In recent years, there has been a significant amount of attention paid to the gender debate in architecture, with many asking why, in the 21st century, our profession can still be such a challenging career path for women. In many ways, this focus on women in architecture has seemed successful: In 2014, Julia Morgan became the first woman awarded the AIA Gold Medal, and while Denise Scott-Brown may not have been retroactively awarded a Pritzker Prize, the AIA's decision to open up its Medal to more than one person at a time finally allowed her to join Julia Morgan on the (very short) list of female winners. Over in the UK, this year Zaha Hadid was awarded the RIBA Gold Medal, making her the first woman in history to receive the prize without sharing it with a male partner. Yet despite these apparent victories for equality in architecture, we still see headlines like the recent discovery by the AR's Women in Architecture Survey that gender disparities are, in fact, increasing.
Today, on International Women's Day, we wanted to open up a discussion among ArchDaily readers to see what else could be done. What more could architects, institutions and indeed even the media do to close the gender gap in our profession? Let us know in the comments below and the best responses will be featured in an upcoming article.
Yesterday, we launched our 2016 Building of the Year awards, inviting you to vote for your favorite buildings that we published in 2015. Now in its 7th year, this global, user-driven awards process has allowed us to break down the traditional barriers in the architectural community, making awards a democratic and representative endeavor. But while taking the collective votes of thousands of architects is an excellent way to find the projects worthy of an award, it's not always the best way to understand why certain projects are deserving of praise; qualitative feedback can be just as important as the quantitative data.
So, as we embark on the Building of the Year journey once again, we wanted to supplement the award with more qualitative input. We'd like you to tell us which is the best project you've seen published on ArchDaily, and why? Whether your favorite building on ArchDaily is a sensitive response to its context, an intelligent use of materials or an intriguing and unexpected form, we want to hear about it! Let us know in the comments below, and the best responses will be featured in a future article.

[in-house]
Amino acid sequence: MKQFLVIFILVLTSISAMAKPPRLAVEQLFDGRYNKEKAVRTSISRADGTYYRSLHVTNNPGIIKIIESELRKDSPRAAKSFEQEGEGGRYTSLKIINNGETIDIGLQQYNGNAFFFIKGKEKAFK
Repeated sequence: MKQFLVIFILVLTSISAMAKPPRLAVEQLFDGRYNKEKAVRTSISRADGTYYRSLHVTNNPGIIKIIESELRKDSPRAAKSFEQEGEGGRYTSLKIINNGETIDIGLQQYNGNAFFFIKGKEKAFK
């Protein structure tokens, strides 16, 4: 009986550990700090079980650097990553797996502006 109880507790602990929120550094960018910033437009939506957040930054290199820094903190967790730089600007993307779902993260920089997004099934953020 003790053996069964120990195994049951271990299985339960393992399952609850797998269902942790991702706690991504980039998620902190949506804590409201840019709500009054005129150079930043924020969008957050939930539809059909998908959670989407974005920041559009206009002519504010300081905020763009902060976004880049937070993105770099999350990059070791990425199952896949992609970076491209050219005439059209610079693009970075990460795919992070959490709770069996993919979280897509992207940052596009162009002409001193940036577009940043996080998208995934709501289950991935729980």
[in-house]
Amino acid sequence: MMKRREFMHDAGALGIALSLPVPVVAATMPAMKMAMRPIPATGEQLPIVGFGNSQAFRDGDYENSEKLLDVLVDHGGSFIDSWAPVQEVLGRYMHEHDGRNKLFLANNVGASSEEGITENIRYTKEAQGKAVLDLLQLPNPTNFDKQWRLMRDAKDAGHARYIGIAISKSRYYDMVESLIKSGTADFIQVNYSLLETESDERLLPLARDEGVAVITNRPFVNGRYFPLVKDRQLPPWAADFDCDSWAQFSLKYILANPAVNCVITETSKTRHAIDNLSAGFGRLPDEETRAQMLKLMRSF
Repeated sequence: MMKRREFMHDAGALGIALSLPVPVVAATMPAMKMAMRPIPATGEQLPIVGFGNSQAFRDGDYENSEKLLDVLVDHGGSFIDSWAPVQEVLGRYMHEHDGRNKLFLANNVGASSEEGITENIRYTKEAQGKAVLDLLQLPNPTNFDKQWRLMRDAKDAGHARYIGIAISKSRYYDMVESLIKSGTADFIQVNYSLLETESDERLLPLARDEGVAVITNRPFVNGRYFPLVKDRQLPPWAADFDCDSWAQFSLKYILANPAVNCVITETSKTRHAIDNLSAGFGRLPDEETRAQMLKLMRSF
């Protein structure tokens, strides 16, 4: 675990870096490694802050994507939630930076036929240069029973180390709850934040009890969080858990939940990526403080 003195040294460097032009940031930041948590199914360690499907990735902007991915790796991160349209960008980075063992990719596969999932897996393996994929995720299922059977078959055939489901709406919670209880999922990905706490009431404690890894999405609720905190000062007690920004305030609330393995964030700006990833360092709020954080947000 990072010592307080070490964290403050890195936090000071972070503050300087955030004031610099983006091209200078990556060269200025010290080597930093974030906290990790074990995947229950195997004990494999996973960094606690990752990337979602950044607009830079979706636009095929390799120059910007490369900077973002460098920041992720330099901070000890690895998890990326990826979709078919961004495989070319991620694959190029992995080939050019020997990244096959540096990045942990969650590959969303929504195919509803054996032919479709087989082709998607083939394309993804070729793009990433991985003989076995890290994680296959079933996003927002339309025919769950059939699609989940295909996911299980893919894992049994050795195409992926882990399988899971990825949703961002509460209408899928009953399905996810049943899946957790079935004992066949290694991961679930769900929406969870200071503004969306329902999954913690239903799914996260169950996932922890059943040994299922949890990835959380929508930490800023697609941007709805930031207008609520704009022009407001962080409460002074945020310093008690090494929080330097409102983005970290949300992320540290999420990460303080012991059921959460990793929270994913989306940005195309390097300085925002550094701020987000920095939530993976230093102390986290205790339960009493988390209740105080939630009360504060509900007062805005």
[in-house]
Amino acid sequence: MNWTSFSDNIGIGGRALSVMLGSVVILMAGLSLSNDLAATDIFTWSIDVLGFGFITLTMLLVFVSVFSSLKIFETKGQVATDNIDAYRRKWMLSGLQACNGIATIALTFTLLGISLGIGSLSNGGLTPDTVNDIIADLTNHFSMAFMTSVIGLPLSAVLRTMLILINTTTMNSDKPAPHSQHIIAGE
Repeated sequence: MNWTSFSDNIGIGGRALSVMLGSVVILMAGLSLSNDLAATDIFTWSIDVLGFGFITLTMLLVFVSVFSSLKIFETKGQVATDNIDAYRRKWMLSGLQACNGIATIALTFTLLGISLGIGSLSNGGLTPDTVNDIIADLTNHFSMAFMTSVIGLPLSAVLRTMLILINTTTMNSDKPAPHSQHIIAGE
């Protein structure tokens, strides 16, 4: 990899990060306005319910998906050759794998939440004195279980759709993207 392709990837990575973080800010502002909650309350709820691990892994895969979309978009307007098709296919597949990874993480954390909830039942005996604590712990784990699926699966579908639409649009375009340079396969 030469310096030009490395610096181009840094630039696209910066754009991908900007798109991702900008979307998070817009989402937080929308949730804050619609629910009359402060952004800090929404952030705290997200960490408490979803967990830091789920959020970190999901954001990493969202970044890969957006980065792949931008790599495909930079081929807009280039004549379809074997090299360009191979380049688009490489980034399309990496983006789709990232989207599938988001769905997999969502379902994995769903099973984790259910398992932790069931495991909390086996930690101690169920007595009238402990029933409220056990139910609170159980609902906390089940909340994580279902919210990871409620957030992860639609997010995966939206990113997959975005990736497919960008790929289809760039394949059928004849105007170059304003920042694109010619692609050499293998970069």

For over 30 years, the Pritzker Prize has awarded some of the most inspirational and accomplished architects on the planet, and it has long helped to shape public discussion about current trends and ideas in architecture. Recent years have been no exception; in 2014, for example, the jury's citation of Shigeru Ban's humanitarian work sparked a heated discussion about the social duties of architects.
However, just as the selection by the Pritzker jury can shape public debate, it is also influenced by public opinion. So with the announcement of the 2016 Pritzker Prize winner due on Wednesday, last month we asked our readers to give us an insight into which architects they feel should be in the running. Through a poll and the comments on the post, they let us know who they think is deserving of architecture's biggest prize.
Back in September, we asked our readers to help us make the definitive list of weird words used by architects, and we got an astonishing response. The resulting article, 150 Weird Words that Only Architects Use was one of our most popular of the year, ranking highly in our most read articles of 2015 and our editors' picks of the best articles of the year. But while it was well received, a number of people commented that something was missing in our list: definitions of all the words, to both aid readers' comprehension of the list and to debate over how different people had interpreted the same word. With that in mind - and considering that it is the time of year for generosity - we've revisited our list to bring you fun definitions for all 150.
If you're looking for an architectural reference dictionary, we assure you that this isn't it. But we hope you'll have fun all the same.